I write up some of my own reflections on how I have been trying and wobbling to integrate this awareness into my life and work, in this rather long reflective piece called “After Despair.” I also explored some of the emotional aspects of this topic in an hour long interview here.
Ultimately, I think we will best supported by activities that support our emotional resilience so that we are better able – individually and collectively – to integrate and be with difficult emotions in a mature, grounded and loving way. That way, we can learn to move through the paralysis of grief, fear or uncertainty, and begin to make choices that can help reduce harm.Whether these activities are spiritual or agnostic, these forms of grassroots, diverse, non dogmatic, collective inspiration and support will become more important. If you have suggestions, please enter them in the comments below.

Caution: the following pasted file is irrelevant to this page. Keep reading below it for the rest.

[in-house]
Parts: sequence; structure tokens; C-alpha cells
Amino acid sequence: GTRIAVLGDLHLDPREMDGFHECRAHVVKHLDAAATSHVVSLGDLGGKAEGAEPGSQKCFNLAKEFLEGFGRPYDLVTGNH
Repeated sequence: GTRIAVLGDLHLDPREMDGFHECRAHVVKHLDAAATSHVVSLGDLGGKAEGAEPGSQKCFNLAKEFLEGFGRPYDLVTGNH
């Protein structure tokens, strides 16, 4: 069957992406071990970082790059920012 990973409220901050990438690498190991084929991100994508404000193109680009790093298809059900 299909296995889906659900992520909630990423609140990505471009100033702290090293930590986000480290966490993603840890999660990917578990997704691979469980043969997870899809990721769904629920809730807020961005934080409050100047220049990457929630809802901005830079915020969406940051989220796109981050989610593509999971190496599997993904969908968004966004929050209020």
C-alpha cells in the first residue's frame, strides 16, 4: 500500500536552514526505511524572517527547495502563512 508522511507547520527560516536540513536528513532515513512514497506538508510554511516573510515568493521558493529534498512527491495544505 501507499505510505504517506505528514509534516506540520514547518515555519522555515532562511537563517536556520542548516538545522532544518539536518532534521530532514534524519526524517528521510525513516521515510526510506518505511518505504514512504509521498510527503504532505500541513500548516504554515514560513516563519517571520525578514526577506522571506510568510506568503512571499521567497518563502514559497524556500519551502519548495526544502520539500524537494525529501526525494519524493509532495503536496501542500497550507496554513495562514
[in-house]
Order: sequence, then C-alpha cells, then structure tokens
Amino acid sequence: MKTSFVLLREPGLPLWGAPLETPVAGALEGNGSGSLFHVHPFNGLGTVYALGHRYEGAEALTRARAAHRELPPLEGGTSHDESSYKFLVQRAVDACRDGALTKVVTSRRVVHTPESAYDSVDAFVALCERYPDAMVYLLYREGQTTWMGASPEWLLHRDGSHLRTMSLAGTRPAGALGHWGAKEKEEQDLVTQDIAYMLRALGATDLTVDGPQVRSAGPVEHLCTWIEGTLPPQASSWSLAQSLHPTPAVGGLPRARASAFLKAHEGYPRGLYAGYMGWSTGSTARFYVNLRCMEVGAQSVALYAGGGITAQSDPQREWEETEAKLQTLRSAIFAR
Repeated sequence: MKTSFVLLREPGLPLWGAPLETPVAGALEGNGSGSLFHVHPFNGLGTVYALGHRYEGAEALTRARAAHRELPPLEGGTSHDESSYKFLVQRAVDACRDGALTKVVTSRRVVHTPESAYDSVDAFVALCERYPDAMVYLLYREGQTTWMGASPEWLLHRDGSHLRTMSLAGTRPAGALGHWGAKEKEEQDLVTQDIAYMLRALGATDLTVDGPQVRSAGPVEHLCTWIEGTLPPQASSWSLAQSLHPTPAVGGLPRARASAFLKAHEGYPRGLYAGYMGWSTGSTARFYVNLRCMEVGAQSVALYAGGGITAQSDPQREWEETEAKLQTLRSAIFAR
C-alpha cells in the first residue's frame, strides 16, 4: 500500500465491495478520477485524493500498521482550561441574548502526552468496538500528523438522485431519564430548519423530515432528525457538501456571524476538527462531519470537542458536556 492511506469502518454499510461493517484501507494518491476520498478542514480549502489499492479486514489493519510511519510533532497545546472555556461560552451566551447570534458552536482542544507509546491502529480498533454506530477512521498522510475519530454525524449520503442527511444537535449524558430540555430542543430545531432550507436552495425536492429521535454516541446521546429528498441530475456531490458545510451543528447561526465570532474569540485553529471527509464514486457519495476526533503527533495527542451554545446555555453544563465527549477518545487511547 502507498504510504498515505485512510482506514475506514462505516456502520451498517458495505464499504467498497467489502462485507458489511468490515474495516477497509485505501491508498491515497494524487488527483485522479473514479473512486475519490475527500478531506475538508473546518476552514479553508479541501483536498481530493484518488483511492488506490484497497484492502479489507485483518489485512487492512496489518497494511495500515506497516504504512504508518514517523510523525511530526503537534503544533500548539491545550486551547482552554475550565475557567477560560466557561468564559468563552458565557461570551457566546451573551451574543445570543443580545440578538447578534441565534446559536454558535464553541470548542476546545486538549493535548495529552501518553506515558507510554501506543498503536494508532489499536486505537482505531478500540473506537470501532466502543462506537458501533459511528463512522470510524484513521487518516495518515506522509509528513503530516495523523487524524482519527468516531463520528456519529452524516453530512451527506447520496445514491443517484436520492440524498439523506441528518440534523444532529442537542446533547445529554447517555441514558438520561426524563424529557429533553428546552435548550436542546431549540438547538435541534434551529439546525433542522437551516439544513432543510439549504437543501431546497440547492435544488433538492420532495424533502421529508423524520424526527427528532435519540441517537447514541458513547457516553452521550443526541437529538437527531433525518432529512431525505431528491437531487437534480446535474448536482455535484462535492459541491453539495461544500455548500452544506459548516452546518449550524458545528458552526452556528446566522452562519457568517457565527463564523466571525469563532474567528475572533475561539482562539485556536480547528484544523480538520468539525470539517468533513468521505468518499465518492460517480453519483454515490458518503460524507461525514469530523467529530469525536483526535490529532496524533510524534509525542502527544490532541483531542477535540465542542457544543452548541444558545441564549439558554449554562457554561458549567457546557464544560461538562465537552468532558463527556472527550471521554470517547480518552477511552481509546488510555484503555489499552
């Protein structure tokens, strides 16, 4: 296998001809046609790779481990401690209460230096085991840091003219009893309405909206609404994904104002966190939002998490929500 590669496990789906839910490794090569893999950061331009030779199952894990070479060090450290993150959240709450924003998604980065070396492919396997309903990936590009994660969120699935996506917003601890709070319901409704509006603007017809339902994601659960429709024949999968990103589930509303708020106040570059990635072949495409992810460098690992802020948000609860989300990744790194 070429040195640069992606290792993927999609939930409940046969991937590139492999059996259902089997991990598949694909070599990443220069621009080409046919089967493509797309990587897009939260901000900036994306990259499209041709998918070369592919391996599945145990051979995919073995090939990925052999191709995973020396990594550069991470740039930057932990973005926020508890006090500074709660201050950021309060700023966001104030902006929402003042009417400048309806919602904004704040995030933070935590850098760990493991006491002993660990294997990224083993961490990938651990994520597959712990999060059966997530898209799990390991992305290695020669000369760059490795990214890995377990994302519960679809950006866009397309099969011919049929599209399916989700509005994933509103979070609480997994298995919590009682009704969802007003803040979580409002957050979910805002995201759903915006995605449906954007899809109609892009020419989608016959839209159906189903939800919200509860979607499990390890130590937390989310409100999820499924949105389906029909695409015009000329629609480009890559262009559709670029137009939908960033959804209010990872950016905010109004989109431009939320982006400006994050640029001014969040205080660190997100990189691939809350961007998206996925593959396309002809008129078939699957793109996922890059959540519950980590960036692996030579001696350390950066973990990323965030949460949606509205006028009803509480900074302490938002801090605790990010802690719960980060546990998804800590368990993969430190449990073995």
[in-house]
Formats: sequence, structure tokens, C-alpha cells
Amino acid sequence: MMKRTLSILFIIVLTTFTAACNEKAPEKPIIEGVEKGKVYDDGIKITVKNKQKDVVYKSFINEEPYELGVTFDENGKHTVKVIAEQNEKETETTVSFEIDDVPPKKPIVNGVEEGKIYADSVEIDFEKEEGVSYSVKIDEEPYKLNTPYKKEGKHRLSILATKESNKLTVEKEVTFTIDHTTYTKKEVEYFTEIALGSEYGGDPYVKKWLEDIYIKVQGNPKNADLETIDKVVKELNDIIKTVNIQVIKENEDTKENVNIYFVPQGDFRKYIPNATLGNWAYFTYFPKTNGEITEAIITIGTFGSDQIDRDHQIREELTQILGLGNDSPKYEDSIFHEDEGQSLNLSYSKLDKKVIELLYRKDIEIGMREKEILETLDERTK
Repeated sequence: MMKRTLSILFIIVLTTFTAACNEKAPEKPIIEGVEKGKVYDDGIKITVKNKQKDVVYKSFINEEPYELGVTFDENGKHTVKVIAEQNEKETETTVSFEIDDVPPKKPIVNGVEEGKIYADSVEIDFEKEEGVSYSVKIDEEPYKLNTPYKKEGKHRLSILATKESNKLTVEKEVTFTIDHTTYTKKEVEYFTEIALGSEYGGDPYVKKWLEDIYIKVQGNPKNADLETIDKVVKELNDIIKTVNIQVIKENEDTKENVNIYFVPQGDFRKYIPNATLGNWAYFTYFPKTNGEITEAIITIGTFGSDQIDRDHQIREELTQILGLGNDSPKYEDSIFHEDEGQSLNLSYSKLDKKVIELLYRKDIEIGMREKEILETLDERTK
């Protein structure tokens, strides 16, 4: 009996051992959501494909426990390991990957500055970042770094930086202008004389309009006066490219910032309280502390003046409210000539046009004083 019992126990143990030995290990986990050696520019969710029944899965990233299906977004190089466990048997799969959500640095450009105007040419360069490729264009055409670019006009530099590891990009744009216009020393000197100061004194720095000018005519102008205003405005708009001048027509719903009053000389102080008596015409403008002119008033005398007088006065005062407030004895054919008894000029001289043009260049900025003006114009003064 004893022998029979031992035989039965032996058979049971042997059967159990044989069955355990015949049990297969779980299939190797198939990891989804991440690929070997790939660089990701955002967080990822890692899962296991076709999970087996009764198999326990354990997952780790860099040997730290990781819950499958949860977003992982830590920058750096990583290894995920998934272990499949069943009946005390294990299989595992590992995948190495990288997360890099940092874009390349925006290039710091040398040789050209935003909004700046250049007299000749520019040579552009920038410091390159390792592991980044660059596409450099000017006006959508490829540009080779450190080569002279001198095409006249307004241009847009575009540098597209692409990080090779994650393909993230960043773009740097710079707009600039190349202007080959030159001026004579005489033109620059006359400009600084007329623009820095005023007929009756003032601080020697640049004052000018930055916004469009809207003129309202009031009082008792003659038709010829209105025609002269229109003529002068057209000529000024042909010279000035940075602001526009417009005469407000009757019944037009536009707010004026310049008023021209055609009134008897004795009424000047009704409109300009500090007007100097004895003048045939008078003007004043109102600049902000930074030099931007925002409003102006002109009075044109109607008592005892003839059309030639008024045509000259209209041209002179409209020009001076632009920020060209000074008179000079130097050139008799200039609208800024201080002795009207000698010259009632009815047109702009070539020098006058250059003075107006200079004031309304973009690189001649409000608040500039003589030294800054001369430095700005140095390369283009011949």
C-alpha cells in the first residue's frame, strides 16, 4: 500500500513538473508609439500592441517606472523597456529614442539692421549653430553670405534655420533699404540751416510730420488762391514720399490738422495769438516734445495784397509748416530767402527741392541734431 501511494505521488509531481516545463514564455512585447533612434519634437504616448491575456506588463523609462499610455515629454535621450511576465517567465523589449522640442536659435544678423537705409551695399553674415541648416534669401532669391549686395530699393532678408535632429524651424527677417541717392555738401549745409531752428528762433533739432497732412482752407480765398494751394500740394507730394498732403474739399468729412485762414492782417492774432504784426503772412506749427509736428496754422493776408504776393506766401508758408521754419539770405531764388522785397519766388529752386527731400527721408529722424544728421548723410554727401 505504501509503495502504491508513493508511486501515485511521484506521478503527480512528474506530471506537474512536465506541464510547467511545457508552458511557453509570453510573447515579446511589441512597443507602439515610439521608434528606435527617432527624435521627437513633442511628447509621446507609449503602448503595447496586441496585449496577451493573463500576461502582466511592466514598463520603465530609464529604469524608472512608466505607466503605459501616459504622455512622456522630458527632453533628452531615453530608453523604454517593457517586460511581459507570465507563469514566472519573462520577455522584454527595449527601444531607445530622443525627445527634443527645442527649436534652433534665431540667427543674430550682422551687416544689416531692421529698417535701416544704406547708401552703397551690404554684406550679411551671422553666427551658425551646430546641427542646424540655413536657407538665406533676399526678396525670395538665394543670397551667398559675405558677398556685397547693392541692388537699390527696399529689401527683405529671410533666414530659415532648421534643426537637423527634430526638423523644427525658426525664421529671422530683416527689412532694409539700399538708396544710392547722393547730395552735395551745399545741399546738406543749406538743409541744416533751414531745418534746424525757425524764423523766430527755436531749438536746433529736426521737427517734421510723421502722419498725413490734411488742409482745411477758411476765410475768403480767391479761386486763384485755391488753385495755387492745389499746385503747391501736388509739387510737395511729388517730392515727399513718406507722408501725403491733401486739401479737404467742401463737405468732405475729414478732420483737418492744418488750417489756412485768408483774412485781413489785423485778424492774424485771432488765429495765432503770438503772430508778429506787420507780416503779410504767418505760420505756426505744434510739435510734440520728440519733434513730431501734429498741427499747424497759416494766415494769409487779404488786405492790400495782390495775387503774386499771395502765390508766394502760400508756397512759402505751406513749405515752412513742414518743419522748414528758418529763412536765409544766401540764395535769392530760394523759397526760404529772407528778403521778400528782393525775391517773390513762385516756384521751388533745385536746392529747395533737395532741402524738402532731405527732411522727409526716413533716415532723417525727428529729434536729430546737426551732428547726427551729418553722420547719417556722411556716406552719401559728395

If you want to attend events to discuss these issues with people, then you could click ‘follow’ underneath this article to receive blog posts by email.
If you are still thinking whether it is wise to further explore your acceptance of this predicament, perhaps because of ideas it might be irresponsible or counter-productive to think we can’t prevent a breakdown in our society, then I recommend reading my post on forms of collapse-denial.
My academic paper on the latest climate science as well as the many forms of denial about our situation is available for download here.
43 thoughts on “Emotional support in face of climate tragedy”
Thank you very much for gathering these resources together.
It is indeed a difficult awareness.
We also have a facebook group for support and developing community for 4 years now called https://www.facebook.com/groups/NTHELOVE/
We welcome genuine members.
The original Near Term Human Extinction SUPPORT Group is here with over 5000 members:
Thank you very much, Jem. Along with the books of Carolyn Baker, I would recommend the books of Marshall Vian Summers: “The Great Waves of Change” and “The New World (Both free at http://www.newmessage.org). These have been very important to me.
Me too Jorge – vital for facing what’s to come! Very practical guidelines for how to navigate the current crisis and the transition we are already beginning to undergo. Thank you.